Saturday, January 6, 2018

COLLIE DOG Breed History, Health Issues, Personality, Grooming and Living Conditions

Photo  by ThreeDee912 
The Collie is a large dog, that is muscular but sleek, and they are a strong dog. The skull is flat at the top, the head is wedge-shaped. The muzzle is rounded, sloping downwards to the black nose. The overall facial look is slender. Their teeth should meet with a scissor bite. The eyes are oval and medium-sized, and are, most commonly, dark brown in color, except the blue merles, which may have blue eyes. This breed has petite ears and these are three-fourths erect with the tips of the ear folded forward. Dogs stand, 24 to 26 inches in height, with the bitches, 22 to 24 in height. Dogs are slightly heavier in weight, being 60 to 75 pounds with bitches being 50 to 65 pounds. 

The body is moderately longer than their height. This breed has straight legs. The tail is in good proportion to the body and is carried low with some upwards swirl at the tip. There are two coat varieties, smooth and a rough. The rough coat is long and plentiful and all over its body whiles on its head, there is a shorter coat which is also seen on the legs. On the neck, we see a cascading mane going around the neck and chest, this is straight and the longest hair we see on this dog. The smooth coat has short hair of about 1 inch all over the body. Both varieties come in white and tan, the tricolor of black, sable and white, there is also the merle whose colors are white with sable, tri colors or blue.

The origins of this dog are a little muddled, but what is known for sure is that this dog has been a working dog in Scotland for centuries; the Collie was mainly used as a herding dog and was smaller in appearance than they are today. These dogs covered hard terrain, in all weathers. Queen Victoria had this dog at her Castle in 1860, and from this the dogs became popular. The Collie was mixed with the Borzoi, and to this day the Borzoi blood needs to be in any dog that is to be in the show ring. It's at this point, the working dog separated. The smooth collie is more popular in the United Kingdom than in America; whereas the rough collie is more popular generally. The AKC considers the rough and smooth collie, as varieties of the same breed. This breed's most famous role would have to be in the movie, "Lassie".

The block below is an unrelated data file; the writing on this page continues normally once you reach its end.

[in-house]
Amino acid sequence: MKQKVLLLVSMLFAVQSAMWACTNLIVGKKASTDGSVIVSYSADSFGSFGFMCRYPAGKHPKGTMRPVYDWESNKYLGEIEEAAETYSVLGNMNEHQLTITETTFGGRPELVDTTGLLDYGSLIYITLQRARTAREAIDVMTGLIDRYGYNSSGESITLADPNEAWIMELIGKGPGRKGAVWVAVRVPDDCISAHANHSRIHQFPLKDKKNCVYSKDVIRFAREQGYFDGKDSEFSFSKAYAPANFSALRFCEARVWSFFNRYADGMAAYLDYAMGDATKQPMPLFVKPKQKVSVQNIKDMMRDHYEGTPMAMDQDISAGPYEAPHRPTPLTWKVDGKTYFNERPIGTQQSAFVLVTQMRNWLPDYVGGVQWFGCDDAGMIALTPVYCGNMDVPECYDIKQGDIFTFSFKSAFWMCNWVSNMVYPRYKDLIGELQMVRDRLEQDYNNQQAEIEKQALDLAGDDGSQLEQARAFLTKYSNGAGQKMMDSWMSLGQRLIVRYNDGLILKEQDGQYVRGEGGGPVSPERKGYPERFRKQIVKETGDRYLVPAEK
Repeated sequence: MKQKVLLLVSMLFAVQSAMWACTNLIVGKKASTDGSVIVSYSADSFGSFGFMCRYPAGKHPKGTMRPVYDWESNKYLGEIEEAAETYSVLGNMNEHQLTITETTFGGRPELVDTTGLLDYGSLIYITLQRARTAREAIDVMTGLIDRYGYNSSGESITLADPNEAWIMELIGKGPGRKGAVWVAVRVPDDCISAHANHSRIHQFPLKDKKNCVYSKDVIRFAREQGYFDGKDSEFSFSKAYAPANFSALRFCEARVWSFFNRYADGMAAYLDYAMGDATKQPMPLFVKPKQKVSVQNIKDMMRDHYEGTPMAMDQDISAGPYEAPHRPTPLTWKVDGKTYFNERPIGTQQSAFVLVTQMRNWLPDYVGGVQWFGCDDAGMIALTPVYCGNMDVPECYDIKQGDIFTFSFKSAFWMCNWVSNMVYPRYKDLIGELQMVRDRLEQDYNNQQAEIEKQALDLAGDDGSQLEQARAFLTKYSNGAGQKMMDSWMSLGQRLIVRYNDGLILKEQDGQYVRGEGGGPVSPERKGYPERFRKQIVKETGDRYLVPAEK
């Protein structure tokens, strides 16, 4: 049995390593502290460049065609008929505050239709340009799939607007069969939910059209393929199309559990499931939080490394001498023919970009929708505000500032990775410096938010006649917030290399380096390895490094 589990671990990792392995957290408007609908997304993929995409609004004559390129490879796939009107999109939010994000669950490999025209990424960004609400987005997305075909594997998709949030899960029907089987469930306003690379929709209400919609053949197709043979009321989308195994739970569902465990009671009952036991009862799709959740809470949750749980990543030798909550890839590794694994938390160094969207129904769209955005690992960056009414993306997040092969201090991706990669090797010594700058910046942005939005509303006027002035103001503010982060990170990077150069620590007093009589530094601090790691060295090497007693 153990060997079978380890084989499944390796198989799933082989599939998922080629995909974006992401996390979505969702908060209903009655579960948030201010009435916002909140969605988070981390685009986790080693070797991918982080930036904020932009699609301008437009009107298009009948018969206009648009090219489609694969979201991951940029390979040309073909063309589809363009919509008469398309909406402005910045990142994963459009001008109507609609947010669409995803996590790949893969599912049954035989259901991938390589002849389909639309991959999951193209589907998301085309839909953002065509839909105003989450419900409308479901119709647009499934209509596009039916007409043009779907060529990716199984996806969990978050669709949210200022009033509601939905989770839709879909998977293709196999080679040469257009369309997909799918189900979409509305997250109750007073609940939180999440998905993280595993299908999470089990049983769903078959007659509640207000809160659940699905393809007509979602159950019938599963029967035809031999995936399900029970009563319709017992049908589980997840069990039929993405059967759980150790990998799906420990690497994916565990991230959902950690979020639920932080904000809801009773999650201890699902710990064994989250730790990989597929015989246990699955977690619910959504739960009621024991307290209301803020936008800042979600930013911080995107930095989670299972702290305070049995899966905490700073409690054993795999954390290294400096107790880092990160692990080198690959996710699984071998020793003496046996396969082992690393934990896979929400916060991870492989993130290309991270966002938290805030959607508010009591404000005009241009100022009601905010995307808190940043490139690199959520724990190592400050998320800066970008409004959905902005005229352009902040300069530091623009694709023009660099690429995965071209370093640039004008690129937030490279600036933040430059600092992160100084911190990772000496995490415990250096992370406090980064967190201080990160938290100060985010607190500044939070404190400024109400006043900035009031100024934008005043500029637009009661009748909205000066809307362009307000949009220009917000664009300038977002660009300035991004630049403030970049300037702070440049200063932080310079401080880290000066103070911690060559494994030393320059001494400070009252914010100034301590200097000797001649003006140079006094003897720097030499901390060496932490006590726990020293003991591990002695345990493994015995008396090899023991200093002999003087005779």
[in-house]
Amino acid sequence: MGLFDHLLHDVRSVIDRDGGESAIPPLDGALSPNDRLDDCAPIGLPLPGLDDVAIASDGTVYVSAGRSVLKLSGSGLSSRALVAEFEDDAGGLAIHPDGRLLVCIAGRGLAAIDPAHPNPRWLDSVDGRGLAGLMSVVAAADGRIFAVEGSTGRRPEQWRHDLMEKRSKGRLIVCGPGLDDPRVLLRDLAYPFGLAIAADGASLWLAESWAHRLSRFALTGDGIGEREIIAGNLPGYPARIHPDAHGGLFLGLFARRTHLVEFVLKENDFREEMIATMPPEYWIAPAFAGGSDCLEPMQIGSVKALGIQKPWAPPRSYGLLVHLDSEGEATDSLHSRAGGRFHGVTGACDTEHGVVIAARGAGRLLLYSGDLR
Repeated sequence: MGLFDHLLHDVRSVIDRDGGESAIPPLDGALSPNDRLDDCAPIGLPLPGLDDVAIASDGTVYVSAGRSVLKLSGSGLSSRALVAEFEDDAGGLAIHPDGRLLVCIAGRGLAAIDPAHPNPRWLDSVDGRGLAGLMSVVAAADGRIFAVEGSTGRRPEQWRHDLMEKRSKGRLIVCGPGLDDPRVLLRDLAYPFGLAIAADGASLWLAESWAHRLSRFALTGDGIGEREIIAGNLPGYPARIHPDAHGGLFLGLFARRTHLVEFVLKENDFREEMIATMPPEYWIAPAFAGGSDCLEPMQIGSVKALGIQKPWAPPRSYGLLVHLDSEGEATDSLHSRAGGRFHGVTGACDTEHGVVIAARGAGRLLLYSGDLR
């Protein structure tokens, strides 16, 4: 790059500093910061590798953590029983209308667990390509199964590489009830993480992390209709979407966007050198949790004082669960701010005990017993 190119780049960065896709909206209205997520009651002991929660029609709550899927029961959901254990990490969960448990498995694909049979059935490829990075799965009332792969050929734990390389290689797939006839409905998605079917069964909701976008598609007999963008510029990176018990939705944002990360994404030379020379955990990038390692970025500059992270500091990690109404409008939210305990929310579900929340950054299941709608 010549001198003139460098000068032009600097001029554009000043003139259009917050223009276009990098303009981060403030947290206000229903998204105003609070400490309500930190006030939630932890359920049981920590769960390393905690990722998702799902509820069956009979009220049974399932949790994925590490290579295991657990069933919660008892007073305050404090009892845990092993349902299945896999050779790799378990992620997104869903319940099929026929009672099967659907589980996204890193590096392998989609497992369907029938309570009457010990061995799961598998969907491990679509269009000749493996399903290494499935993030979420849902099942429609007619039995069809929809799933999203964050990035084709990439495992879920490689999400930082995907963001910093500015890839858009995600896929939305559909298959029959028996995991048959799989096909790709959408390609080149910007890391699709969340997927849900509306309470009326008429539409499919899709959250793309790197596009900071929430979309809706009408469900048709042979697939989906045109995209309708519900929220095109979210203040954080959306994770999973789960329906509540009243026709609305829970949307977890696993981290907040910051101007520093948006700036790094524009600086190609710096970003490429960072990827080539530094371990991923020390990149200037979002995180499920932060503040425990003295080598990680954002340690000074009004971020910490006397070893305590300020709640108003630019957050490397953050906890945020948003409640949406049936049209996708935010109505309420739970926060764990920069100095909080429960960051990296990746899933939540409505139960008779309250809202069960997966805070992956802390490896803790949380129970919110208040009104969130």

This is a sensitive, mild-mannered and highly intelligent dog. The Collie is easily trained and is playful and protective of their family. The Collie is energetic when outside. Socializing them well prevents them being too wary of strangers. This breed is not aggressive, they are loyal, that can become stubborn if firm but consistent rules are not set down. The Collie responds well to gentle training, but you still need to show good leadership to gain cooperation from this breed. This dog requires daily walks and will enjoy a good run, off the lead. Potty training is easier with this breed, as they learn quickly. The Collie requires a lot of exercises and mental stimulation to meet their needs.
Health issues: Some Collie lines are prone to PRA, Collie eye syndrome, hip problems.

The long coated Collie will need weekly brushing, or more often, whereas the smooth variety will need brushing every few weeks. Matting can occur in the long coated, and for the dog that is not being shown it may be kinder to cut this out. The Collie can be bathed as required. The long coated collie sheds heavily twice a year, whereas the smooth coated is an averaged shedder.

Living conditions: The Collie can live in an apartment as long as mental and physical activities are provided. This breed requires an average sized garden, with a shaded area for warmer weather.

    Author: Scott Lipe - ArticleSource: GoArticles      

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